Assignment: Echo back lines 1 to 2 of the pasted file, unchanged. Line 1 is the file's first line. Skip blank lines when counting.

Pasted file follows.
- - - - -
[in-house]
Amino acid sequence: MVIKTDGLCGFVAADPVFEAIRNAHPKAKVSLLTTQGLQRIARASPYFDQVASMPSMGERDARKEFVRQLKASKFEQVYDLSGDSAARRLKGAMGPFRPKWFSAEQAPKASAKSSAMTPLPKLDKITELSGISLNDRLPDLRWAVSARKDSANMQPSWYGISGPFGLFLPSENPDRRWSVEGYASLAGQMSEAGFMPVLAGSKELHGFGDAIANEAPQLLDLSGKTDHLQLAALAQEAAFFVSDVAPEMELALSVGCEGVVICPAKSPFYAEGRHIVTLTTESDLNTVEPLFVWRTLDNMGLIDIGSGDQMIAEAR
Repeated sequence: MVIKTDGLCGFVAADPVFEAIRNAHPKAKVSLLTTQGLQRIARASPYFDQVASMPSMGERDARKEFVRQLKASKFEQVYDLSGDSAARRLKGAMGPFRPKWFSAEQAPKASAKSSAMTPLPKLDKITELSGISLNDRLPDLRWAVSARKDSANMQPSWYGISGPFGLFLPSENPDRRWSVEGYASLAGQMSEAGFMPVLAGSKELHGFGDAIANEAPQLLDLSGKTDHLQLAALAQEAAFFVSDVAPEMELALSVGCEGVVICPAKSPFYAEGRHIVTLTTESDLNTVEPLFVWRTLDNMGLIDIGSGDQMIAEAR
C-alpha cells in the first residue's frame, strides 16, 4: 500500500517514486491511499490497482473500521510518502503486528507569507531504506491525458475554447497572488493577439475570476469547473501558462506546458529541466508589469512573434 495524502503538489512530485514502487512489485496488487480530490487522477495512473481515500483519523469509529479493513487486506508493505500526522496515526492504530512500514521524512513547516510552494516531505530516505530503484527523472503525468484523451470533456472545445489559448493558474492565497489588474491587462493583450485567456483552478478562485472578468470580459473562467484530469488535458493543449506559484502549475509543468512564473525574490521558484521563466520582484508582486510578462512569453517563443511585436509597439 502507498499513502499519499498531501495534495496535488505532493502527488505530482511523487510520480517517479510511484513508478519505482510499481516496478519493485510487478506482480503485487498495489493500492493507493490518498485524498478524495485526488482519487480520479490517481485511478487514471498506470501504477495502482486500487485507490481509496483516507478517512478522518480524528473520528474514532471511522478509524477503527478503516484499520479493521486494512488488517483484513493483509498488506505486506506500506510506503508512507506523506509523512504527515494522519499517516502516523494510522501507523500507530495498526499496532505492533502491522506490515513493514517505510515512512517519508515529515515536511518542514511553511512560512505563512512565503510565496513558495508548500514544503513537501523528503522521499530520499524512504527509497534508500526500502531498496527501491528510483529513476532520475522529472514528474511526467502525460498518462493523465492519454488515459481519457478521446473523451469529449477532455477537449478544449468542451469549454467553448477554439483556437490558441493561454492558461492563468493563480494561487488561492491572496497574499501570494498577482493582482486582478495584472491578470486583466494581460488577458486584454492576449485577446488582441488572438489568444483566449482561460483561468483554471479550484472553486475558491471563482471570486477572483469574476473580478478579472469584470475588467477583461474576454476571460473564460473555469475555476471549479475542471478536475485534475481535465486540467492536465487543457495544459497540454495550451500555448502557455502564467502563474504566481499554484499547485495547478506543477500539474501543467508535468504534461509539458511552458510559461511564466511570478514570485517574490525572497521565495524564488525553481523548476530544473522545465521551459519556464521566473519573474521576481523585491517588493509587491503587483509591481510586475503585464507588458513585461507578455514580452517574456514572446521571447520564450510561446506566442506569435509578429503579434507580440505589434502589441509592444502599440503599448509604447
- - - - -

[in-house]
Amino acid sequence: MVIKTDGLCGFVAADPVFEAIRNAHPKAKVSLLTTQGLQRIARASPYFDQVASMPSMGERDARKEFVRQLKASKFEQVYDLSGDSAARRLKGAMGPFRPKWFSAEQAPKASAKSSAMTPLPKLDKITELSGISLNDRLPDLRWAVSARKDSANMQPSWYGISGPFGLFLPSENPDRRWSVEGYASLAGQMSEAGFMPVLAGSKELHGFGDAIANEAPQLLDLSGKTDHLQLAALAQEAAFFVSDVAPEMELALSVGCEGVVICPAKSPFYAEGRHIVTLTTESDLNTVEPLFVWRTLDNMGLIDIGSGDQMIAEAR